... when you can study through Internet?
LEARNING, by video conferencing can be just as effective as attending classes. Researchers at California's Silicon Valley, the fabled birthground of some of the world's top software, have compared the examination performance of students who met face-to-face with those who met over their video monitors. There were no differences between the two groups' final results. More and more universities are offering courses to those too far away to attend regular classes. They videotape the classroom lectures, then either broadcast or mail these. The students can appear for their examinations through the Internet. However, this system of 'distributed learning has raised questions on whether the students miss out on the benefits of classroom discussion. James Gibbons of the US-based SERA Learning Technologies and Bert Sutherland of California's Sun Microsystems now say that video conferencing provides a solution.
Before he founded SERA, Gibbons pioneered a teaching method known as the tutored video instruction or TVI at Stanford University. In TVI several students watch a videotape of a lecture together. Their tutor stops the tape frequently and encourages discussion among students who may also interrupt the tape with questions. Research shows that the TVI students often outscore regular, lecture-attending students.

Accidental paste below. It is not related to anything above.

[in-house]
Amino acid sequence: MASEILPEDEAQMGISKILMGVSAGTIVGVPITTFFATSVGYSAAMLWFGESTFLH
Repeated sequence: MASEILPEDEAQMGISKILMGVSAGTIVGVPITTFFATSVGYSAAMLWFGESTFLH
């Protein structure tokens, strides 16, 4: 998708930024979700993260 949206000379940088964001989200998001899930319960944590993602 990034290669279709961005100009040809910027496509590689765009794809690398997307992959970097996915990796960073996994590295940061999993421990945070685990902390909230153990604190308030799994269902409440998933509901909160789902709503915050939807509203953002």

Gibbons, Sutherland and their Colleagues have come up with a video conference version of TVI. Each participant can see the face of all others on a monitor divided into three rows of three. The recorded lecture, which the tutor controls, appears in the bottom right window.
Some 900 undergraduates taking five different courses at two Californian universities took part in the systems' trial. Half attended real lectures, while the other half participated in TVI or its video conference equivalent. Those who opted for 'distributed' learning, the trials showed, had outdone the rest.
Several universities have already expressed interest in the video conference system, using satellite or cable television connections. But this has its limitations. Using such connections would mean that the students would have to be present in a small studio. For the system to really take off, it will probably have to use the Internet. This too, has its own problems. The Net cannot handle the huge amounts of data needed for nine real-time video channels.
Researchers, however, are confident that all these problems will be solved soon enough. Then anyone, equipped with a computer and a digital camera can study from home.
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